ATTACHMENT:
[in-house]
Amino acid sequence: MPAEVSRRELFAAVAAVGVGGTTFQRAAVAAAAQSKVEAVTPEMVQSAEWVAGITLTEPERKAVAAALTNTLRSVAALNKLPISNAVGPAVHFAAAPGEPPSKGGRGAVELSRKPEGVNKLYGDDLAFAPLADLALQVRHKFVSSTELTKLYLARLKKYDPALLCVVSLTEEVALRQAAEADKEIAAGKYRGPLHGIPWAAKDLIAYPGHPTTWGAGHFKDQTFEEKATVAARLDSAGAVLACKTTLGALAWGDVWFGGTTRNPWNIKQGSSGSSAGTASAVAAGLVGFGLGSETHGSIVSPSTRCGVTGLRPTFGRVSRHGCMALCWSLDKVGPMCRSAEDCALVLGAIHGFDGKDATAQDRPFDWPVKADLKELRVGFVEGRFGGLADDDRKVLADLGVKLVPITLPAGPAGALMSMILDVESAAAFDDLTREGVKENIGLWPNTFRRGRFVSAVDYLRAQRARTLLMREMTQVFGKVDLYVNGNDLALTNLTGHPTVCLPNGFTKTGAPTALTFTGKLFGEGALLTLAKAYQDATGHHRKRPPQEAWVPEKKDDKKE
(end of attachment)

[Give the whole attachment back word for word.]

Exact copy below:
[in-house]
Amino acid sequence: MPAEVSRRELFAAVAAVGVGGTTFQRAAVAAAAQSKVEAVTPEMVQSAEWVAGITLTEPERKAVAAALTNTLRSVAALNKLPISNAVGPAVHFAAAPGEPPSKGGRGAVELSRKPEGVNKLYGDDLAFAPLADLALQVRHKFVSSTELTKLYLARLKKYDPALLCVVSLTEEVALRQAAEADKEIAAGKYRGPLHGIPWAAKDLIAYPGHPTTWGAGHFKDQTFEEKATVAARLDSAGAVLACKTTLGALAWGDVWFGGTTRNPWNIKQGSSGSSAGTASAVAAGLVGFGLGSETHGSIVSPSTRCGVTGLRPTFGRVSRHGCMALCWSLDKVGPMCRSAEDCALVLGAIHGFDGKDATAQDRPFDWPVKADLKELRVGFVEGRFGGLADDDRKVLADLGVKLVPITLPAGPAGALMSMILDVESAAAFDDLTREGVKENIGLWPNTFRRGRFVSAVDYLRAQRARTLLMREMTQVFGKVDLYVNGNDLALTNLTGHPTVCLPNGFTKTGAPTALTFTGKLFGEGALLTLAKAYQDATGHHRKRPPQEAWVPEKKDDKKE